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Skating 1
Skating 2
Observations about Skating
When you’re at rest on a level surface,
without a push, you remain stationary
with a push, you start moving in the push’s direction
When you’re moving on a level surface,
without a push, you coast steady & straight
with a push, your speed or direction change in push’s direction
Turn off all electronic devices
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Skating 4
5 Questions about Skating
Why does a motionless skater tend to remain motionless?
Why does a moving skater tend to continue moving?
How can we describe the motion of a coasting skater?
How does a skater start, stop, or turn?
Why does a skater need ice or wheels in order to skate?
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Question 1
Q: Why does a motionless skater tend to remain motionless?
A: A body at rest tends to remain at rest
This observed behavior is known as inertia
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Question 2
Q: Why does a moving skater tend to continue moving?
A: A body in motion tends to remain in motion
This observed behavior is the second half of inertia
Newton’s First Law (Version 1)
An object that is free of external influences moves in a straight line
and covers equal distances in equal times.
A motionless object obeys this law
as a special case: zero movement!
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Skating 8
Question 3
Newton’s First Law (Version 2)
Q: How can we describe the motion of a coasting skater?
A: The skater moves at a constant speed in a constant direction
An object that is free of external influences moves at a constant
A motionless object is “moving” at
a constant velocity of zero!
Two important Physical Quantities:
1. Position – an object’s location
2. Velocity – its change in position with time
Which brings us to another important Physical Quantity:
Both are vector quantities:
Position is distance and direction from a reference
Velocity is speed and direction of motion, relative to a reference
So a coasting skater moves at constant velocity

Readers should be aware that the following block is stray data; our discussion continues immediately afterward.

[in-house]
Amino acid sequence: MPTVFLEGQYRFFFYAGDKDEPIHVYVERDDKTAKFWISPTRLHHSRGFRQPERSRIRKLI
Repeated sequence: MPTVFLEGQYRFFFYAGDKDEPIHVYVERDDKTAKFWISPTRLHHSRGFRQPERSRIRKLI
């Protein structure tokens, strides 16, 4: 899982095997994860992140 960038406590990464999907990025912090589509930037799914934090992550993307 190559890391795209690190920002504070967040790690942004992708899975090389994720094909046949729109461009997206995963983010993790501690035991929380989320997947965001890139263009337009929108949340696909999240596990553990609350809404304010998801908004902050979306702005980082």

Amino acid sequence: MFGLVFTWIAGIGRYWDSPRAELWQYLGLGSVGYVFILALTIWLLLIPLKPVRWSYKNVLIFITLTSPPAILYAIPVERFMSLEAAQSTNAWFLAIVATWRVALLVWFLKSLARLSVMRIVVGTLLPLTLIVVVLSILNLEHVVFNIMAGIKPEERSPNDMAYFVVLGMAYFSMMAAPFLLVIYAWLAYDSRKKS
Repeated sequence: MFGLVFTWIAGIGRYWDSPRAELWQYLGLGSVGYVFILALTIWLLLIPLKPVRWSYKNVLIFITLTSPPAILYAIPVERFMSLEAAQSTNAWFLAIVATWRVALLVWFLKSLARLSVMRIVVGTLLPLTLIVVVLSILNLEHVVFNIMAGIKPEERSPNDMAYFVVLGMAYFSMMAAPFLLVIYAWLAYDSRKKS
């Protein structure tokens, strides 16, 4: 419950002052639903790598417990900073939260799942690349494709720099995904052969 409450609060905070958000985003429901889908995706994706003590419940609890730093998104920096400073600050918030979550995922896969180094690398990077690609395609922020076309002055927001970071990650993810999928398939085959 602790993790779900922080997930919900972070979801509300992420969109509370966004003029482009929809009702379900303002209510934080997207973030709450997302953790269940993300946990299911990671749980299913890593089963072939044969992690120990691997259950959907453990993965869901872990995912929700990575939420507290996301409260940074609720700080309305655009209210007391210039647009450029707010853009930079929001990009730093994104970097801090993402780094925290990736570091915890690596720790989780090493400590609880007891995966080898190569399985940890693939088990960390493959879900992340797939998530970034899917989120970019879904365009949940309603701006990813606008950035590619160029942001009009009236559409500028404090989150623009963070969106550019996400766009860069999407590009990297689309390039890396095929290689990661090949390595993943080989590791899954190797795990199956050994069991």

3. Force – a push or a pull
Force is another vector quantity:
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the amount and direction of the push or pull
Net force is the vector sum of all forces on an object
Skating 10
Newton’s First Law
Question 4
An object that is not subject to any outside forces (or is subject to
zero net force) moves at a constant velocity.
Q: How does a skater start or stop moving?
A: A non-zero net force causes the skater to accelerate!
Two more important Physical Quantities:
4. Acceleration – change in velocity with time
5. Mass – measure of object’s inertia
Acceleration is yet another vector quantity:
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the rate and direction of the change in velocity
Skating 12
Newton’s Second Law
About Units
An object’s acceleration is equal to the net force exert on it divided
by its mass. That acceleration is in the same direction as the net
SI or “metric” units:
Resistance to cause
Position → m (meters)
Velocity → m/s (meters-per-second)
Acceleration → m/s2 (meters-per-second2)
Force → N (newtons)
Mass → kg (kilograms)
Newton’s second law relates the units:
Traditional form: net force = mass  acceleration
F = ma
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Question 5
Q: Why does a skater need ice or wheels to skate?
A: Real-world complications usually mask inertia
Solution: minimize or overwhelm complications
To observe inertia, therefore,
work on level ground (minimize gravity’s effects)
use wheels, ice, or air support (minimize friction)
work fast (overwhelm friction and air resistance)
Summary about Skating
Skates can free you from external forces
When you experience no external forces,
You coast – you move at constant velocity
If you’re at rest, you remain at rest
If you’re moving, you move steadily and straight
When you experience external forces
You accelerate – you move at a changing velocity
Acceleration depends on force and mass